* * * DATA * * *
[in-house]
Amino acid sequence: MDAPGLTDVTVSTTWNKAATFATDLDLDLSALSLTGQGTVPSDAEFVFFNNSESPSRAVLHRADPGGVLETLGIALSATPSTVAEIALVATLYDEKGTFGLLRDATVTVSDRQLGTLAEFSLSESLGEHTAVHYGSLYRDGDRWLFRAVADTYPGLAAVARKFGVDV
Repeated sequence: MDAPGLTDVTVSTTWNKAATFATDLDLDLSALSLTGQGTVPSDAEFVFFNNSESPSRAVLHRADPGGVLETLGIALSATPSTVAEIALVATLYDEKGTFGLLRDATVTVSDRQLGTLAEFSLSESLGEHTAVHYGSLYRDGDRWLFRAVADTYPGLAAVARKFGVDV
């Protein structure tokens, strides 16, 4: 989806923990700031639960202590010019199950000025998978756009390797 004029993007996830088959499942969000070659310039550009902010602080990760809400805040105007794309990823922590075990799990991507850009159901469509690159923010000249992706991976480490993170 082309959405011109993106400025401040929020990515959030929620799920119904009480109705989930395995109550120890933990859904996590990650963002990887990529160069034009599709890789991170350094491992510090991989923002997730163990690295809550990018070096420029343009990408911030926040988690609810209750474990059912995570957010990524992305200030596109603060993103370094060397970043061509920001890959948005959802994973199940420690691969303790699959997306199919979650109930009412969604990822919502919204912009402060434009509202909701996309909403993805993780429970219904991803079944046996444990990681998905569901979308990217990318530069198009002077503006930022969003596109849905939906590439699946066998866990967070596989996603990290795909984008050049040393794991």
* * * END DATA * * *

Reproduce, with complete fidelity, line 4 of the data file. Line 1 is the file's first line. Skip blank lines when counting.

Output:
């Protein structure tokens, strides 16, 4: 989806923990700031639960202590010019199950000025998978756009390797 004029993007996830088959499942969000070659310039550009902010602080990760809400805040105007794309990823922590075990799990991507850009159901469509690159923010000249992706991976480490993170 082309959405011109993106400025401040929020990515959030929620799920119904009480109705989930395995109550120890933990859904996590990650963002990887990529160069034009599709890789991170350094491992510090991989923002997730163990690295809550990018070096420029343009990408911030926040988690609810209750474990059912995570957010990524992305200030596109603060993103370094060397970043061509920001890959948005959802994973199940420690691969303790699959997306199919979650109930009412969604990822919502919204912009402060434009509202909701996309909403993805993780429970219904991803079944046996444990990681998905569901979308990217990318530069198009002077503006930022969003596109849905939906590439699946066998866990967070596989996603990290795909984008050049040393794991």